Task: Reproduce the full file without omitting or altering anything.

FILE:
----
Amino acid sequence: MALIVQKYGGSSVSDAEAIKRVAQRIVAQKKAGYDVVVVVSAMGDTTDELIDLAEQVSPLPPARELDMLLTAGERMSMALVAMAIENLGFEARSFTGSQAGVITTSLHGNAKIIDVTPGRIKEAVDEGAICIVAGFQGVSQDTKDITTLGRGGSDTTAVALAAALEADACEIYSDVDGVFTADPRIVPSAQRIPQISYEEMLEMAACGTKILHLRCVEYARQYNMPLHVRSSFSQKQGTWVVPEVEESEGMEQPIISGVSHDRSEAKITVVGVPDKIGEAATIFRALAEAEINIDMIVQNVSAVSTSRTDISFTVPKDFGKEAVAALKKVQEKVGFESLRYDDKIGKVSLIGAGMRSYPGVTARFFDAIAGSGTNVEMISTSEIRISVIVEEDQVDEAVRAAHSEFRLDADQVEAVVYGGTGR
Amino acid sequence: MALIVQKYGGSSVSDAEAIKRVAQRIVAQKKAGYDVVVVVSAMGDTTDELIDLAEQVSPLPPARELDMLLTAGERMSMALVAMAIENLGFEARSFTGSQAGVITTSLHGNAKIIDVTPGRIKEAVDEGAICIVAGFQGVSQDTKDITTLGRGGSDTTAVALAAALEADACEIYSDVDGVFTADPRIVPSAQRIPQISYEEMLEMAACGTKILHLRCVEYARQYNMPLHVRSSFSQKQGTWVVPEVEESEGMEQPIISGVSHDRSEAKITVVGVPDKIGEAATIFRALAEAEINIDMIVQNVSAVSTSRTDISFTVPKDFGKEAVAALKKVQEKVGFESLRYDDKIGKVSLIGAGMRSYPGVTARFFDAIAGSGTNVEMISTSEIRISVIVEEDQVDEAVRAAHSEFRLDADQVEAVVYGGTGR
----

Amino acid sequence: MALIVQKYGGSSVSDAEAIKRVAQRIVAQKKAGYDVVVVVSAMGDTTDELIDLAEQVSPLPPARELDMLLTAGERMSMALVAMAIENLGFEARSFTGSQAGVITTSLHGNAKIIDVTPGRIKEAVDEGAICIVAGFQGVSQDTKDITTLGRGGSDTTAVALAAALEADACEIYSDVDGVFTADPRIVPSAQRIPQISYEEMLEMAACGTKILHLRCVEYARQYNMPLHVRSSFSQKQGTWVVPEVEESEGMEQPIISGVSHDRSEAKITVVGVPDKIGEAATIFRALAEAEINIDMIVQNVSAVSTSRTDISFTVPKDFGKEAVAALKKVQEKVGFESLRYDDKIGKVSLIGAGMRSYPGVTARFFDAIAGSGTNVEMISTSEIRISVIVEEDQVDEAVRAAHSEFRLDADQVEAVVYGGTGR
Amino acid sequence: MALIVQKYGGSSVSDAEAIKRVAQRIVAQKKAGYDVVVVVSAMGDTTDELIDLAEQVSPLPPARELDMLLTAGERMSMALVAMAIENLGFEARSFTGSQAGVITTSLHGNAKIIDVTPGRIKEAVDEGAICIVAGFQGVSQDTKDITTLGRGGSDTTAVALAAALEADACEIYSDVDGVFTADPRIVPSAQRIPQISYEEMLEMAACGTKILHLRCVEYARQYNMPLHVRSSFSQKQGTWVVPEVEESEGMEQPIISGVSHDRSEAKITVVGVPDKIGEAATIFRALAEAEINIDMIVQNVSAVSTSRTDISFTVPKDFGKEAVAALKKVQEKVGFESLRYDDKIGKVSLIGAGMRSYPGVTARFFDAIAGSGTNVEMISTSEIRISVIVEEDQVDEAVRAAHSEFRLDADQVEAVVYGGTGR